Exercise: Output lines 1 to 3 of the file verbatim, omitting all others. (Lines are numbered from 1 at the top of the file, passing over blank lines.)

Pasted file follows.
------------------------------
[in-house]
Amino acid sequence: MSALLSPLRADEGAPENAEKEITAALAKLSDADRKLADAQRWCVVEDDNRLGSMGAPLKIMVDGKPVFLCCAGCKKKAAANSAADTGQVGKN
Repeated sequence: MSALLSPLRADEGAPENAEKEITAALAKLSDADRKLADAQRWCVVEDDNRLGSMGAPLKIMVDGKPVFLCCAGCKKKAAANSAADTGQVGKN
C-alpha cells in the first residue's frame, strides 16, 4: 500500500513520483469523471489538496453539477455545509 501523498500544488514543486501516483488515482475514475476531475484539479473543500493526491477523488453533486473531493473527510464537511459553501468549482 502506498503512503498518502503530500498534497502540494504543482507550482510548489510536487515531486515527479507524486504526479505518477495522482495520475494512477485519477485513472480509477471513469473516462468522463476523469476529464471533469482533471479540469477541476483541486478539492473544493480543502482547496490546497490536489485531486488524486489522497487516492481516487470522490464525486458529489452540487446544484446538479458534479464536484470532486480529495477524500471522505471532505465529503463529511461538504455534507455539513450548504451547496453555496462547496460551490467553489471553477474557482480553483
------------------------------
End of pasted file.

[in-house]
Amino acid sequence: MSALLSPLRADEGAPENAEKEITAALAKLSDADRKLADAQRWCVVEDDNRLGSMGAPLKIMVDGKPVFLCCAGCKKKAAANSAADTGQVGKN
Repeated sequence: MSALLSPLRADEGAPENAEKEITAALAKLSDADRKLADAQRWCVVEDDNRLGSMGAPLKIMVDGKPVFLCCAGCKKKAAANSAADTGQVGKN